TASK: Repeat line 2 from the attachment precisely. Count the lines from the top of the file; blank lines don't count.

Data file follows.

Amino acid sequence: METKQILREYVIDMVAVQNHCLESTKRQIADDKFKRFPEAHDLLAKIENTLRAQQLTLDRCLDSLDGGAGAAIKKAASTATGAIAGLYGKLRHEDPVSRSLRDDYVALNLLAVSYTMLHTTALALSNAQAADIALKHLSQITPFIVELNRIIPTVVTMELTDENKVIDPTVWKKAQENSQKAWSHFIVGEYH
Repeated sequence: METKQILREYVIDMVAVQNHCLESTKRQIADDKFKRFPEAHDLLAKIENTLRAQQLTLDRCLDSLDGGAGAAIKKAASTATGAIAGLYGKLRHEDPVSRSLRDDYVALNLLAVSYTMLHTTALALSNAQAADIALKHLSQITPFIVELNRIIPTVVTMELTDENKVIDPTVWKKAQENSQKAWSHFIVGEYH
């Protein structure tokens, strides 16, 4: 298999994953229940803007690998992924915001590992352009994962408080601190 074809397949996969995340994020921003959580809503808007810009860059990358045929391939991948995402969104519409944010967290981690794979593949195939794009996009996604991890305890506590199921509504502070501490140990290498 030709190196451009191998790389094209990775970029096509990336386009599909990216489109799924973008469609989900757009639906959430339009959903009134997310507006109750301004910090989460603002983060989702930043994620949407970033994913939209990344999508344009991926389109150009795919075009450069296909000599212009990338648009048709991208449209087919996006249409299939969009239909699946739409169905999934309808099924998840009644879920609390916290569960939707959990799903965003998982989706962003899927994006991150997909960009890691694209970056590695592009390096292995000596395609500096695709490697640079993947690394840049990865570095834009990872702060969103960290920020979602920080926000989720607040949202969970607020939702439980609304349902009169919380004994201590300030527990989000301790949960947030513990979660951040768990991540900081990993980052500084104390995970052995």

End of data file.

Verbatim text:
Repeated sequence: METKQILREYVIDMVAVQNHCLESTKRQIADDKFKRFPEAHDLLAKIENTLRAQQLTLDRCLDSLDGGAGAAIKKAASTATGAIAGLYGKLRHEDPVSRSLRDDYVALNLLAVSYTMLHTTALALSNAQAADIALKHLSQITPFIVELNRIIPTVVTMELTDENKVIDPTVWKKAQENSQKAWSHFIVGEYH